Gauging safety attitudes: Talking about off-hours safety habits

by on June 21, 2012 · 0 Comment POSTED IN: Workplace Safety Network

Recently we attended a movie and heard a great, if corny, example of off-hours safety.

At the end of the previews, there was the usual warning: “Fire exits are located at the front and rear of the theater.”

We overheard one person point to the front exit and say to his family, “There’s the exit, and it’s the closest one. There are the fewest people near it. If anything happens, that’s where we’re heading.”

Then he noticed that the reported “rear” fire exit was misleading – it was not behind them, but instead required them to head forward out of the seating area, then to a corridor that lead to the rear.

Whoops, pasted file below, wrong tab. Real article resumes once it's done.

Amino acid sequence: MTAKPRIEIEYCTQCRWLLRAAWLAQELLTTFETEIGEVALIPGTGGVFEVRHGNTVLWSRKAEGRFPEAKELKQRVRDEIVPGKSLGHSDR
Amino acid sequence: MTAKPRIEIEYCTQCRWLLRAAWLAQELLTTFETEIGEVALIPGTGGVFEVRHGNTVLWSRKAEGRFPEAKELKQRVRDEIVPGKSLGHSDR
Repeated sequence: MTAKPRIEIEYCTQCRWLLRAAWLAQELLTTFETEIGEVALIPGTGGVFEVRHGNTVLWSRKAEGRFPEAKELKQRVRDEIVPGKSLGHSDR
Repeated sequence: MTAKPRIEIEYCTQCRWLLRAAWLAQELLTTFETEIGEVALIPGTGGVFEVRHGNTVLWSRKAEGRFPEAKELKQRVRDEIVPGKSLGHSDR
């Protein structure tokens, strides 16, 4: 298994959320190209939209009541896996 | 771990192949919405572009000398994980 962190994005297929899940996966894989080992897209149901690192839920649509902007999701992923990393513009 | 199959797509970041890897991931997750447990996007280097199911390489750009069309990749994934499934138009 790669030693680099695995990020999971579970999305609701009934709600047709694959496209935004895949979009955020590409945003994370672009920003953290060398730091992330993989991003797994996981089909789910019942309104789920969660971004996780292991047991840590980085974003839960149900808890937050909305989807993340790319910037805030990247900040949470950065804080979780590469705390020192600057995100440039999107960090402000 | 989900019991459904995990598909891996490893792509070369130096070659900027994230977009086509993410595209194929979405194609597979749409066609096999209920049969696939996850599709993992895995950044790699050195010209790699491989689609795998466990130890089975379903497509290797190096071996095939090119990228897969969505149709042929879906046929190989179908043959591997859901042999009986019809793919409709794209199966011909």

He pointed and said, “That’s the secondary exit – but it’s not behind you.” And he pointed out the route.

His family of course ribbed him, but from the looks of it, he didn’t care. His safety habits were ingrained.

One exercise for a future safety meeting – ask workers to talk about safety warnings they give the people they care about. Do they leave trip hazards for other people – or do they warn others? Do they clean up a spill on a tile floor or let someone else find it the hard way?

Ask people to write out their answers and share them. The ideas they share will increase everyone’s awareness. And chances are, with similarly themed follow up sessions, will improve safety habits.

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